CAP TIMES: What’s good for fat cats is bad for rest of us

June 22, 2011
Dave Zweifel

Gov. Scott Walker never misses a chance these days to take credit for Chief Executive Magazine moving Wisconsin up 17 notches — 41st to 24th — in its ranking of the best and worst states for business.

Although the poll of 500 CEOs, the fattest of America’s fat cats, was conducted less than two weeks after Walker became governor, it’s clear that the Wisconsin governor’s war against public employee unions and ever-greater tax breaks for the interests of big business have impressed the ranks of those who typically get multimillion-dollar end-of-the-year bonuses whether their companies do well or not.

The more a state does to make sure corporations pay few taxes, while relegating workers to the short end of the stick, the better the folks who read magazines like Chief Executive like it.

I pointed this out a couple of months ago when I noted that the U.S. Chamber of Commerce is now ranking the state of Mississippi high on its list of places with good labor and employment practices.

Big business really likes that state. It has no state minimum wage and few unions to bother with, and its employment anti-discrimination laws are the bare minimum that the feds require states to enact. Meanwhile, a state like Pennsylvania, which has strong child labor laws and where workers earn above the national average, is considered a bad place for business.

The fact that Mississippi, according to the U.S. Census Bureau, has the lowest per-person income in the country, the lowest life expectancy and an education system ranked 47th among the 50 states doesn’t enter into the big business equation.

All that, of course, plays well into Walker’s plan.

Average worker income in Wisconsin is going down, low-income workers will have a tougher time qualifying for the Earned Income Tax Credit, fewer state workers will have union protection, and even the state’s child labor laws will be changed so that businesses can work 16-year-olds and 17-year-olds more than 40 hours a week. The object, of course, is to give employers larger opportunities to get more work out of mostly minimum-wage workers.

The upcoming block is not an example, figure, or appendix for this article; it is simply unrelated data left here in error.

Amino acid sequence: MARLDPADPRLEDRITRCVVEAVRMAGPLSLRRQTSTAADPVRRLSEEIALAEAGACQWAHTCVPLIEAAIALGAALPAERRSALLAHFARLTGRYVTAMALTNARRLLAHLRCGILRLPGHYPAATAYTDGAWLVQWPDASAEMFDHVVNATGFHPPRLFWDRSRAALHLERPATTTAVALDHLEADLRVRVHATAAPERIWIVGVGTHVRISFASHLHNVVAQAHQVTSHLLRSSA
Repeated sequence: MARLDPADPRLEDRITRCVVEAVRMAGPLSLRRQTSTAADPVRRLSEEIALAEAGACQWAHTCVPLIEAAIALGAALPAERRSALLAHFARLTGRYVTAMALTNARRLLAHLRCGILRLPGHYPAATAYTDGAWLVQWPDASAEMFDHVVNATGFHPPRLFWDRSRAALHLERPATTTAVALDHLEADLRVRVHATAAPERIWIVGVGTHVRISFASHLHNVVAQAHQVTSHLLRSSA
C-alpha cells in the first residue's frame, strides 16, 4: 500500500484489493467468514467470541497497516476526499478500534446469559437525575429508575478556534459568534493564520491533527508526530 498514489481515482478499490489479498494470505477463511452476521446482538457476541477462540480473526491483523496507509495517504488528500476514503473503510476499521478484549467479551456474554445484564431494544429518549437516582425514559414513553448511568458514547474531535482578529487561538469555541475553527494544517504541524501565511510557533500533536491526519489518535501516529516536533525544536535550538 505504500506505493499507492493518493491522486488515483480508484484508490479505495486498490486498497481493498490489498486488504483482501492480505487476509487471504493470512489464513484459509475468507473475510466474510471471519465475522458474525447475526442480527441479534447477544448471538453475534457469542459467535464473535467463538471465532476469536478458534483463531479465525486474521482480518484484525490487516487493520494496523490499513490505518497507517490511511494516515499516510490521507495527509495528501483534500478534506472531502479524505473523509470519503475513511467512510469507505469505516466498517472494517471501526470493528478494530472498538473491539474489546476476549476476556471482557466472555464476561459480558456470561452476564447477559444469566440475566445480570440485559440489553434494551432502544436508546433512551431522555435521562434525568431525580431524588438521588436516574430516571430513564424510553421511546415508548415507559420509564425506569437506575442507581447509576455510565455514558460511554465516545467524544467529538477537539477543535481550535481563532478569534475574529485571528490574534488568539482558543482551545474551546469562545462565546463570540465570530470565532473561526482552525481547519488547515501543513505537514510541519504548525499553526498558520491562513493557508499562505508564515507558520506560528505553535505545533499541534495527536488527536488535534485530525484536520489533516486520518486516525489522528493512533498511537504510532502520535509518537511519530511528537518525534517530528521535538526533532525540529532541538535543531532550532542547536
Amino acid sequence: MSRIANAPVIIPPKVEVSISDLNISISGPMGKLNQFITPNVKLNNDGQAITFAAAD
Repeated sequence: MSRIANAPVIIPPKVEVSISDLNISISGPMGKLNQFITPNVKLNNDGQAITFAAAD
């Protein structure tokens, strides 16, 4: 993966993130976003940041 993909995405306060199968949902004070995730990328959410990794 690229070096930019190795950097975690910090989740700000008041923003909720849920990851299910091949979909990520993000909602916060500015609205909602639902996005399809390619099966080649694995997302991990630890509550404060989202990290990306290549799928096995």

Walker and his rubber-stamp allies in the Legislature are convinced that all this will attract new businesses to Wisconsin and create more jobs. The question remains, however, just what kind of businesses and jobs this blatant race to the bottom will attract and create.

Wisconsin was once the leader among the states, with enlightened and enterprising government, healthy businesses and a strong middle-class workforce. For decades it was a model for good, clean, open government. And although it expected businesses and corporations to contribute to the welfare of the state, many did so because of the advantages — from good schools to a healthy environment — that Wisconsin offered them in return.

All this has been turned on its head. While we may soon join Mississippi at the top of the pro-business world, we’re also likely to join it at the bottom in per-person income and other categories.

Scott Walker and the CEOs of corporate America may think that’s a good thing, but for the rest of us, it’s a tragedy.